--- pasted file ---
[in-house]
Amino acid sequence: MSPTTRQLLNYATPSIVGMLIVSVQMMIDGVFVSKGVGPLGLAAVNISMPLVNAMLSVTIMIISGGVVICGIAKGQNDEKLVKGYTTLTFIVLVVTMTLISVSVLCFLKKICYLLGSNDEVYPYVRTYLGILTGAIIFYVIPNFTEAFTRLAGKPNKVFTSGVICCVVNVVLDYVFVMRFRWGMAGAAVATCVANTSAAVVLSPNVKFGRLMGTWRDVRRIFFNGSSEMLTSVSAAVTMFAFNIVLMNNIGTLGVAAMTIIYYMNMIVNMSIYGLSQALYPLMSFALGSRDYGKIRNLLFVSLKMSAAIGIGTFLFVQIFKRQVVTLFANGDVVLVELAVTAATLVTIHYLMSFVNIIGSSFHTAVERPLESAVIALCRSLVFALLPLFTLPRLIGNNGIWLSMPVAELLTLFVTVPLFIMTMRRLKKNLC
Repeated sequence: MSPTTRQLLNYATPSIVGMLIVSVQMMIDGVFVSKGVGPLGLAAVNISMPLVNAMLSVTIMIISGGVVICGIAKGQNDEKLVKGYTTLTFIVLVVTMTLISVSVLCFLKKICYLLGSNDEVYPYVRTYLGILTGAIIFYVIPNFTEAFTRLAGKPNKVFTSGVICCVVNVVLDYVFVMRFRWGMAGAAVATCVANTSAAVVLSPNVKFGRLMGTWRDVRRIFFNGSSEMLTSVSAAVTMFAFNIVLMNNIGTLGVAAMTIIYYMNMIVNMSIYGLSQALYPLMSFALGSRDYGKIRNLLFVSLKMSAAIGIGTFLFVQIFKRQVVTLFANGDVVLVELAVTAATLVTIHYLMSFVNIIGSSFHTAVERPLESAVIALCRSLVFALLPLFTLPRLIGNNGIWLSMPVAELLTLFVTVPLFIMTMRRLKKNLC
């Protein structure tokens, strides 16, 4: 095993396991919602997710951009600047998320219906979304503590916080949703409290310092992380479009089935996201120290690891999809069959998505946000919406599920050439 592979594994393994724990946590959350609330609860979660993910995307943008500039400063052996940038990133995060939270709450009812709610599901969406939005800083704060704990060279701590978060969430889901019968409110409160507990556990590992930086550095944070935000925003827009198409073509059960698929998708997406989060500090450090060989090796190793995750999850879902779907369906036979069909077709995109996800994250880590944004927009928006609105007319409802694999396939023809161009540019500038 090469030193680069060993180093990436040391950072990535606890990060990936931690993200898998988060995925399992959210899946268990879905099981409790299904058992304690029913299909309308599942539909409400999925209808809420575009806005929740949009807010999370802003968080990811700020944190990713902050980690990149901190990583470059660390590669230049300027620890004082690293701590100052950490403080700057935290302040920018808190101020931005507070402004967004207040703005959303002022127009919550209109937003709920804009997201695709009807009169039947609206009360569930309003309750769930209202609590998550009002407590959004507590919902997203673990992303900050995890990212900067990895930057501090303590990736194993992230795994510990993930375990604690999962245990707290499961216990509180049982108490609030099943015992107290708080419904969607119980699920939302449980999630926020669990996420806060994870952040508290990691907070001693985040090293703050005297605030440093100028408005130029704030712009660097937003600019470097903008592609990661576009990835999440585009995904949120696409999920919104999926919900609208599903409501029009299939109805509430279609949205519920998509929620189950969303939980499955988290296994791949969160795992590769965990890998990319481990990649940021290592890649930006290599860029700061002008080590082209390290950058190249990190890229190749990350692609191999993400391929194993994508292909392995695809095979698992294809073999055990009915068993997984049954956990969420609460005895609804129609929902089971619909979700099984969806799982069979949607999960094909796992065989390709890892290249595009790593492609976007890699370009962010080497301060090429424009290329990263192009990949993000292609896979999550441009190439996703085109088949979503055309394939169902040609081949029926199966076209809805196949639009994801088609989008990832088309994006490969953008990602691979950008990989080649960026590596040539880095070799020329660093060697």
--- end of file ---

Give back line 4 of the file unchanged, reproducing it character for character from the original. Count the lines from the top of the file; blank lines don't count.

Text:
């Protein structure tokens, strides 16, 4: 095993396991919602997710951009600047998320219906979304503590916080949703409290310092992380479009089935996201120290690891999809069959998505946000919406599920050439 592979594994393994724990946590959350609330609860979660993910995307943008500039400063052996940038990133995060939270709450009812709610599901969406939005800083704060704990060279701590978060969430889901019968409110409160507990556990590992930086550095944070935000925003827009198409073509059960698929998708997406989060500090450090060989090796190793995750999850879902779907369906036979069909077709995109996800994250880590944004927009928006609105007319409802694999396939023809161009540019500038 090469030193680069060993180093990436040391950072990535606890990060990936931690993200898998988060995925399992959210899946268990879905099981409790299904058992304690029913299909309308599942539909409400999925209808809420575009806005929740949009807010999370802003968080990811700020944190990713902050980690990149901190990583470059660390590669230049300027620890004082690293701590100052950490403080700057935290302040920018808190101020931005507070402004967004207040703005959303002022127009919550209109937003709920804009997201695709009807009169039947609206009360569930309003309750769930209202609590998550009002407590959004507590919902997203673990992303900050995890990212900067990895930057501090303590990736194993992230795994510990993930375990604690999962245990707290499961216990509180049982108490609030099943015992107290708080419904969607119980699920939302449980999630926020669990996420806060994870952040508290990691907070001693985040090293703050005297605030440093100028408005130029704030712009660097937003600019470097903008592609990661576009990835999440585009995904949120696409999920919104999926919900609208599903409501029009299939109805509430279609949205519920998509929620189950969303939980499955988290296994791949969160795992590769965990890998990319481990990649940021290592890649930006290599860029700061002008080590082209390290950058190249990190890229190749990350692609191999993400391929194993994508292909392995695809095979698992294809073999055990009915068993997984049954956990969420609460005895609804129609929902089971619909979700099984969806799982069979949607999960094909796992065989390709890892290249595009790593492609976007890699370009962010080497301060090429424009290329990263192009990949993000292609896979999550441009190439996703085109088949979503055309394939169902040609081949029926199966076209809805196949639009994801088609989008990832088309994006490969953008990602691979950008990989080649960026590596040539880095070799020329660093060697």